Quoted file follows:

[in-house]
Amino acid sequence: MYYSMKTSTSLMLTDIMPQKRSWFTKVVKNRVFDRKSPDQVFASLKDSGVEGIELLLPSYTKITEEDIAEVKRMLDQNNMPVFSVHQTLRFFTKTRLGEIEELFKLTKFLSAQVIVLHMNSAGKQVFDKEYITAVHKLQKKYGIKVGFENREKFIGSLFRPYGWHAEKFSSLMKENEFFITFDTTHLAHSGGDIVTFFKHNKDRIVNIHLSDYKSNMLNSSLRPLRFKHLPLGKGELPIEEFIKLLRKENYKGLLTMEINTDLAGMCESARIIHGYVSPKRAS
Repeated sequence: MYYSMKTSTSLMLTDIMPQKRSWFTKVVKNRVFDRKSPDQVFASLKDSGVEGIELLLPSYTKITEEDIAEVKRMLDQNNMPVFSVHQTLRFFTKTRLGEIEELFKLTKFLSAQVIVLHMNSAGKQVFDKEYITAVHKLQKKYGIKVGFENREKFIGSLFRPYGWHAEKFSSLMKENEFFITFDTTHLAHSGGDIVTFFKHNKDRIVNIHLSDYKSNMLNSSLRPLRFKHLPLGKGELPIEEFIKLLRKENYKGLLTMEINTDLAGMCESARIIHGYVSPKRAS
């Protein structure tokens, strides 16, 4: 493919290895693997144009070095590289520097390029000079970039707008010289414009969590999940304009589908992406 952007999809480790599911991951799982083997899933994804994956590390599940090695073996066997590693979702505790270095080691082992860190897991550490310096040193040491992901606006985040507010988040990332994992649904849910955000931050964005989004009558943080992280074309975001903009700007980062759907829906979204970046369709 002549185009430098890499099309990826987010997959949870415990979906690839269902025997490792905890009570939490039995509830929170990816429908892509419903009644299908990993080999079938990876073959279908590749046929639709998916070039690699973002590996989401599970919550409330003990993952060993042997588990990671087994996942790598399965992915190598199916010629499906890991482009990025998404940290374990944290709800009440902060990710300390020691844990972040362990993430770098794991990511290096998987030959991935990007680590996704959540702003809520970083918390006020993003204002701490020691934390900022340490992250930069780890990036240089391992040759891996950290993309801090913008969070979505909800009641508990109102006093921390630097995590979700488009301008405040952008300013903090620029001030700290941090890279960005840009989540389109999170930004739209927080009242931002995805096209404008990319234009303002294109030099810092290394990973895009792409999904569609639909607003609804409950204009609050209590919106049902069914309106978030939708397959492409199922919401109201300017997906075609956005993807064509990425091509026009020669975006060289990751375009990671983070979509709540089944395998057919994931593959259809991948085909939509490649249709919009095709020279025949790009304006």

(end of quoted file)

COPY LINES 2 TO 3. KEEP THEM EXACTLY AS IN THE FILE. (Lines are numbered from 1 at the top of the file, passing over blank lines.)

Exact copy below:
Amino acid sequence: MYYSMKTSTSLMLTDIMPQKRSWFTKVVKNRVFDRKSPDQVFASLKDSGVEGIELLLPSYTKITEEDIAEVKRMLDQNNMPVFSVHQTLRFFTKTRLGEIEELFKLTKFLSAQVIVLHMNSAGKQVFDKEYITAVHKLQKKYGIKVGFENREKFIGSLFRPYGWHAEKFSSLMKENEFFITFDTTHLAHSGGDIVTFFKHNKDRIVNIHLSDYKSNMLNSSLRPLRFKHLPLGKGELPIEEFIKLLRKENYKGLLTMEINTDLAGMCESARIIHGYVSPKRAS
Repeated sequence: MYYSMKTSTSLMLTDIMPQKRSWFTKVVKNRVFDRKSPDQVFASLKDSGVEGIELLLPSYTKITEEDIAEVKRMLDQNNMPVFSVHQTLRFFTKTRLGEIEELFKLTKFLSAQVIVLHMNSAGKQVFDKEYITAVHKLQKKYGIKVGFENREKFIGSLFRPYGWHAEKFSSLMKENEFFITFDTTHLAHSGGDIVTFFKHNKDRIVNIHLSDYKSNMLNSSLRPLRFKHLPLGKGELPIEEFIKLLRKENYKGLLTMEINTDLAGMCESARIIHGYVSPKRAS